A storm like this is unheard of at Kilstonia during the dry Oregon summer. Strange to see the pounding rain; only this morning, the baked cloudless sky had set off in stark shadows a beaver brazenly gorging himself on the willow tree on the island. Vera’s willow tree. She jumped out of bed, 81 years and recent foot surgery at once forgotten, grabbed her .22, unlatched the lock to the balcony, paused a brief instant to avoid spooking the critter, and edged the door cautiously open. Resting the gun on the railing to avoid any unwanted trembling, she closed an eye to aim carefully, mumbled “I got you, you little bastard,” and shot him to doll rags, one more witness to her excellent aim.

While she was at it, she picked off a couple of passing nutria, an exotic invasive species with no business in these parts. The beaver may have a bit more local cred as the state animal, but he should have thought more about the responsibilities which accompany that honor before sinking those blunt teeth into her willow tree. Blasting those animals away filled her with peace. Vera already has enough to bear with the geese blanketing the shore of her lake with shit, the birds pecking at her corn, and the deer invading her garden every time she forgets to latch the gate. What a glorious morning.

That happiness was shattered when Vera remembered that the bridge was being repaired, and leaving the animals there to gaze at the sky might mean an unbearable stench in a few days, because it’s hard to guarantee the prompt services of a vulture or a hawk. Normally she would have asked Steve to collect the inert animals, but her husband was still inert himself, and she decided that, in the end, it would be less trouble to take care of it herself than to spend all day begging him to. Anyway, she knew very well it wouldn’t take long: she gathered her gray hair in a ponytail, grabbed the boat, rowed the thirty feet needed to reach the island, seized the beasts by their necks and, once back on terra firma, tossed them into the woods to be eaten by a fox, a lynx, a cougar or any other carnivore that should take a liking to these nasty creatures.

When she got back to the house, its 10,000 square feet imposing even amidst the natural splendor stretching out in every direction, Steve was impatiently waiting to go on their daily morning stroll to pick up the mail, on many days their only lifeline to civilization. When he heard about Vera’s spree, though, he took an unusual step: in case they crossed paths with any hungry animals lured by the sweet stench of his wife’s victims, he fetched the hunting knife that usually only accompanied him on late night walks.

As they returned home under the clear blue sky, Vera felt a sudden sharp pain in her temples and told Steve that a storm was brewing, but he sternly disabused her of that misconception with that universal reflex of husbands that always drove her to desperation. Fine, let him think whatever he wants, time will tell. She can’t be touched by negativity, because pacing the paths of those 40 acres that are her corner of the earth cures her of all ills: she has always dreamed of having her own forest, and now she has much more than that at Kilstonia.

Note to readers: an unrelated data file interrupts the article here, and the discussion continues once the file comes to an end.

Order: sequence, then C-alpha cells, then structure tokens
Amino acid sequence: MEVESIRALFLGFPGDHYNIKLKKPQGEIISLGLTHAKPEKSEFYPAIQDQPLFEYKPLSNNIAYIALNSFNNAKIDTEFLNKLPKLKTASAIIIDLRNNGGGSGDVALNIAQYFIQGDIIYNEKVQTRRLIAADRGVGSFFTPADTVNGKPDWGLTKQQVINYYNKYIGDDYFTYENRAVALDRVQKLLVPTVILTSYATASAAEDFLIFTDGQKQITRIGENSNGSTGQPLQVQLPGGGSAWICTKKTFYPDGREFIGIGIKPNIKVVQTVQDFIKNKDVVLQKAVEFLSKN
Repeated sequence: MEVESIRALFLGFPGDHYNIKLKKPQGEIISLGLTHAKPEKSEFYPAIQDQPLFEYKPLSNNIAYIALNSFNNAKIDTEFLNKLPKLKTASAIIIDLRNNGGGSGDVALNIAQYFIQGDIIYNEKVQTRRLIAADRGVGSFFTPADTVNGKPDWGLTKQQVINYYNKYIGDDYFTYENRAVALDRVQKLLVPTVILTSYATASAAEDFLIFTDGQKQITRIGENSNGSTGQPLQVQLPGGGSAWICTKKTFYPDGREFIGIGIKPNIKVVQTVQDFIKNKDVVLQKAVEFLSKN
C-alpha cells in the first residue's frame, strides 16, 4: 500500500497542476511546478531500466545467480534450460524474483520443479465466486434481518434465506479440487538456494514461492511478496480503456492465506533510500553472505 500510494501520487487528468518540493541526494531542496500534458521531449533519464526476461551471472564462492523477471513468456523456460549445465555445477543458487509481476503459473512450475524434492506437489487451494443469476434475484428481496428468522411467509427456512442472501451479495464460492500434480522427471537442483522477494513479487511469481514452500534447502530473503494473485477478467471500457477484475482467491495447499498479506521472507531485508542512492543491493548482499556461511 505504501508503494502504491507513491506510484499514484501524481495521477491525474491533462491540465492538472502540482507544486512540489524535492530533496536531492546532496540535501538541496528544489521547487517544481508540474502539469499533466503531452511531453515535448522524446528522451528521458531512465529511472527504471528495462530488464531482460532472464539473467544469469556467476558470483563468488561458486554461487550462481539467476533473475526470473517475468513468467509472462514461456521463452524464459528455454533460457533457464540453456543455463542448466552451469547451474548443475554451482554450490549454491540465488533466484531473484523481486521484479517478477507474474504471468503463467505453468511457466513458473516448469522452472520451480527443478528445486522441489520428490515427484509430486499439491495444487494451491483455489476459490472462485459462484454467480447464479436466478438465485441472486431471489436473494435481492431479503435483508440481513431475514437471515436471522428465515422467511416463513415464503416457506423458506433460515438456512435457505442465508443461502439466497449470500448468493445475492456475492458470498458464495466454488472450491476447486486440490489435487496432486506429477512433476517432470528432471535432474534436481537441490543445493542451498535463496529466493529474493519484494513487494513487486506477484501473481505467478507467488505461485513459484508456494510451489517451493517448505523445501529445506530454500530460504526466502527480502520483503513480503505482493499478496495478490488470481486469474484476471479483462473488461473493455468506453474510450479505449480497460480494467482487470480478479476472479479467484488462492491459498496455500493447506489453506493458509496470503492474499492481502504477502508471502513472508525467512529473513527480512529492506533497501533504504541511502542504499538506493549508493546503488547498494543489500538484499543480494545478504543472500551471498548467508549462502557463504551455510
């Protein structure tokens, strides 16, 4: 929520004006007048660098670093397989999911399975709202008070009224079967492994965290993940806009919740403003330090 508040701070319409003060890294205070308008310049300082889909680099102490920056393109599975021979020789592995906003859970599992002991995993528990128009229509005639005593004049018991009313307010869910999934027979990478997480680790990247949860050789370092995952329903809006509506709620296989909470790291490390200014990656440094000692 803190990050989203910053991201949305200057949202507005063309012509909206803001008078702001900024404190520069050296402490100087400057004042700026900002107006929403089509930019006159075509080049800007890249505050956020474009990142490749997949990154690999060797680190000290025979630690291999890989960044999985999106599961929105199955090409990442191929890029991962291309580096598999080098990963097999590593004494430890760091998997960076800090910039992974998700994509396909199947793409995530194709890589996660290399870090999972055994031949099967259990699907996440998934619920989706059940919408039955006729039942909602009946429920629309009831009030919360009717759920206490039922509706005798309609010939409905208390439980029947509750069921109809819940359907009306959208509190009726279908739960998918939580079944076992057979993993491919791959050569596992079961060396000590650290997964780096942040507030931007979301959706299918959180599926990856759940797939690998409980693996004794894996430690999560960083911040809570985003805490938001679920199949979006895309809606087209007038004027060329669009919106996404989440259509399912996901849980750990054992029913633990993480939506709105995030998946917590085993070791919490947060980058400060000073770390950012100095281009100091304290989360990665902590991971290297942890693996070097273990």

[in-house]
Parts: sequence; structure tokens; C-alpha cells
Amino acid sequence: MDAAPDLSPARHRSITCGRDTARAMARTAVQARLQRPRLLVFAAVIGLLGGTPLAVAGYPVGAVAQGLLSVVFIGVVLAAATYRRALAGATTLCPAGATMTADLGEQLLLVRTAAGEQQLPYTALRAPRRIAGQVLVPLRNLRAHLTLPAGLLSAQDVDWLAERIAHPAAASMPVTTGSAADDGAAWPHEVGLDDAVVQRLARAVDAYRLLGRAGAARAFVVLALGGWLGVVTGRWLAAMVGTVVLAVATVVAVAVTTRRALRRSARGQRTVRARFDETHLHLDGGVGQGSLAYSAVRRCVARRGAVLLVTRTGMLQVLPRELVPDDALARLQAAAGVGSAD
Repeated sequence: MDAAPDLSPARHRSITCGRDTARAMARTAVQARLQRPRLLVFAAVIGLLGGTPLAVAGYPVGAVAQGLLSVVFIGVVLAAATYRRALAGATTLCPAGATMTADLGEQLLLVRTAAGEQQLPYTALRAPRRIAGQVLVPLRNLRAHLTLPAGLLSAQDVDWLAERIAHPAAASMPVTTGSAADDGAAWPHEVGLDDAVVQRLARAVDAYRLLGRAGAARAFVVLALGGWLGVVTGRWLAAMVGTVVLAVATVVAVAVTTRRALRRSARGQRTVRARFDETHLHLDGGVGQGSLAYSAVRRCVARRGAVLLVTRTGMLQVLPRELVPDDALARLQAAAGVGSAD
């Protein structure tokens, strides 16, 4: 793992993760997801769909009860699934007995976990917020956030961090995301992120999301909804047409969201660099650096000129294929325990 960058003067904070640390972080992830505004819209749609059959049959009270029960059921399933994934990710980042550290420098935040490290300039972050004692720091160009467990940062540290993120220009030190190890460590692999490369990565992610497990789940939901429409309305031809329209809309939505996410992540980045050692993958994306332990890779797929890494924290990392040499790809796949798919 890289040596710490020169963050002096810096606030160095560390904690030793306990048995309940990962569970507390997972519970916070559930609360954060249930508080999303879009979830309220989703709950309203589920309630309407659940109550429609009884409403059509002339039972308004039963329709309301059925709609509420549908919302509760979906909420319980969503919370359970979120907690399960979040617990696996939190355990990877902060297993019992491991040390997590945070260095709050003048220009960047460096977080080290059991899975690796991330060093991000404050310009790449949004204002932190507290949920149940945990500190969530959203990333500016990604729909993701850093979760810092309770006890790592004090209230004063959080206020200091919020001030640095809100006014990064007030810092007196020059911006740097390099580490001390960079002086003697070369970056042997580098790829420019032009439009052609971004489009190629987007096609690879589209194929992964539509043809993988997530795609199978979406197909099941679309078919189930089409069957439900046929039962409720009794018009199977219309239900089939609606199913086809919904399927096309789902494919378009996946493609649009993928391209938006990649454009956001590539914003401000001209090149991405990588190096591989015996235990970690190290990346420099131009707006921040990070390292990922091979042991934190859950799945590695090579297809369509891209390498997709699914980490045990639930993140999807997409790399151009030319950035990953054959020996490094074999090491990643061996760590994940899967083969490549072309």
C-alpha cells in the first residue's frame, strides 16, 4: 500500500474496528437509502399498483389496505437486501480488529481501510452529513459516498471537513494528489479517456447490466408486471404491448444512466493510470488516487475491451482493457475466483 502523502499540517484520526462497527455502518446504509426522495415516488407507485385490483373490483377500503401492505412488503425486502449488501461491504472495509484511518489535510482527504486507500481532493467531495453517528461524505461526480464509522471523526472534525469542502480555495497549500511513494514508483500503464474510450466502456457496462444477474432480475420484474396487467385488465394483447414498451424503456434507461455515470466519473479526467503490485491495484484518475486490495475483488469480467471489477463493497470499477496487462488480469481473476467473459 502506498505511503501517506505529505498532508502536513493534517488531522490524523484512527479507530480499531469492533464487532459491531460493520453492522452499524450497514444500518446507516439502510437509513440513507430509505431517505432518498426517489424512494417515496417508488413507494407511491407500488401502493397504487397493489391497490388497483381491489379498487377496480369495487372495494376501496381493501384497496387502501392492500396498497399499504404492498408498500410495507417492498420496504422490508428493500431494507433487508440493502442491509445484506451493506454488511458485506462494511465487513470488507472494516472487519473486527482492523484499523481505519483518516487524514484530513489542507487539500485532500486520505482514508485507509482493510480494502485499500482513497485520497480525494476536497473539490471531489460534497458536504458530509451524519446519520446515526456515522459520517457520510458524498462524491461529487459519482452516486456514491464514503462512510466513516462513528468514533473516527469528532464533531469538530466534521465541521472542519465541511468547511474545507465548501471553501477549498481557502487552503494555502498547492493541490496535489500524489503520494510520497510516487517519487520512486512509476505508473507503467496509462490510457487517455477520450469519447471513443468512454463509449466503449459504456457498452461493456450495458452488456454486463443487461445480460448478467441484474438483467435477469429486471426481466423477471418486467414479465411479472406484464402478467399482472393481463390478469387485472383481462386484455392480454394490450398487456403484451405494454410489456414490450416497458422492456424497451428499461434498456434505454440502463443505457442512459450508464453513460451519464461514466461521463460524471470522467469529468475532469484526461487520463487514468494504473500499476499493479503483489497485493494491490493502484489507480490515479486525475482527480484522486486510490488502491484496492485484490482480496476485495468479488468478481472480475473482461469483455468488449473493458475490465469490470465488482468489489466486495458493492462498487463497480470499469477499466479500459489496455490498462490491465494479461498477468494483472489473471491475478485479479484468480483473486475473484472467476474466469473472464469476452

Like every morning, the couple did the New York Times crossword puzzle, side by side, the effects of the coffee mingling with the rush from solving the trickiest clues. Vera was surprised that Lidia the spider was not in the kitchen, but she didn’t take it as a bad omen at the time. What did begin to arouse her suspicions was that, in all the hours and hours she spent tending the garden, she didn’t spot a single arachnid among the daisies, the roses, the delphiniums, the achillea, the lilies, the hollyhocks, or the columbines. And this despite painstakingly searching for them because, in the tradition of the Czech community of Baltimore where she grew up (still the foundation of her vision of the world seven decades later), spiders bring good luck.

This mysterious absence sent a chill down her spine, intensified by the dark, bruised clouds lurking in the west that merged with the tops of the dozens of pine trees encircling the house. She remedied this by wrapping herself in her favorite sweatshirt, which reads “My body is a temple (ancient and crumbling).” She continued busying herself with her wonderful flowers, where today not one bee was buzzing, playfully, to bathe itself in nectar… “Ježíš Marjá,” she exclaimed. She had been so fixated on spiders that she had overlooked the complete disappearance of insects. She listened intently: there was no bird song either. She shook her head. Ježíš Marjá, Ježíš Marjá. When she swore, the words always came out in Czech.

Curiosity outweighed any real concern and, since there was nothing to disrupt her habits, at four o’clock in the afternoon she sat down in the sunroom with her book — she was currently immersed in the mammoth History of the Persian Empire — a white wine and soda — to help her relax — and a bowl of potato chips, such a treat that she broke them into progressively smaller and smaller pieces to stretch them across time — something her brother taught her as a child.

That’s when the storm arrived suddenly, a violent barrage of hail assaulting the skylights with such force that Vera felt dazed, transfixed for several long moments before staggering to her room to take her second nap of that strangely dark day at the end of June.